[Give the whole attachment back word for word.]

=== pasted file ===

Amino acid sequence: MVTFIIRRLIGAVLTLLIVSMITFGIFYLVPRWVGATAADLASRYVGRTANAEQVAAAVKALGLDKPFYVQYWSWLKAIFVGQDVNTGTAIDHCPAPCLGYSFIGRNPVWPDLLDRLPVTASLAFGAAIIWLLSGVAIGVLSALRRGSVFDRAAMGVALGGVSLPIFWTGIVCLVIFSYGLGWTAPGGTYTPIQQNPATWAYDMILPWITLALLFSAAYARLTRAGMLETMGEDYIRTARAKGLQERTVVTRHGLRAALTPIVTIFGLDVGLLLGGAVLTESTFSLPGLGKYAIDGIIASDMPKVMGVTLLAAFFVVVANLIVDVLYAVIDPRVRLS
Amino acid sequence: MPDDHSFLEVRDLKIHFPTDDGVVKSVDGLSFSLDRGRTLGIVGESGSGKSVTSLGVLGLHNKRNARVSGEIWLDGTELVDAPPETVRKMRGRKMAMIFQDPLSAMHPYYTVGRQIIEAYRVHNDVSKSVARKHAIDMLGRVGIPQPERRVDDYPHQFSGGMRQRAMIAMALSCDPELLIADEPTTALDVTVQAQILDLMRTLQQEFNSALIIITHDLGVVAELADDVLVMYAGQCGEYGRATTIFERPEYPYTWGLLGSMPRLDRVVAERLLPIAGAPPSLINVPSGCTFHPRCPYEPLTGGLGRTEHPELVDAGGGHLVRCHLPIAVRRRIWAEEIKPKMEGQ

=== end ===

Amino acid sequence: MVTFIIRRLIGAVLTLLIVSMITFGIFYLVPRWVGATAADLASRYVGRTANAEQVAAAVKALGLDKPFYVQYWSWLKAIFVGQDVNTGTAIDHCPAPCLGYSFIGRNPVWPDLLDRLPVTASLAFGAAIIWLLSGVAIGVLSALRRGSVFDRAAMGVALGGVSLPIFWTGIVCLVIFSYGLGWTAPGGTYTPIQQNPATWAYDMILPWITLALLFSAAYARLTRAGMLETMGEDYIRTARAKGLQERTVVTRHGLRAALTPIVTIFGLDVGLLLGGAVLTESTFSLPGLGKYAIDGIIASDMPKVMGVTLLAAFFVVVANLIVDVLYAVIDPRVRLS
Amino acid sequence: MPDDHSFLEVRDLKIHFPTDDGVVKSVDGLSFSLDRGRTLGIVGESGSGKSVTSLGVLGLHNKRNARVSGEIWLDGTELVDAPPETVRKMRGRKMAMIFQDPLSAMHPYYTVGRQIIEAYRVHNDVSKSVARKHAIDMLGRVGIPQPERRVDDYPHQFSGGMRQRAMIAMALSCDPELLIADEPTTALDVTVQAQILDLMRTLQQEFNSALIIITHDLGVVAELADDVLVMYAGQCGEYGRATTIFERPEYPYTWGLLGSMPRLDRVVAERLLPIAGAPPSLINVPSGCTFHPRCPYEPLTGGLGRTEHPELVDAGGGHLVRCHLPIAVRRRIWAEEIKPKMEGQ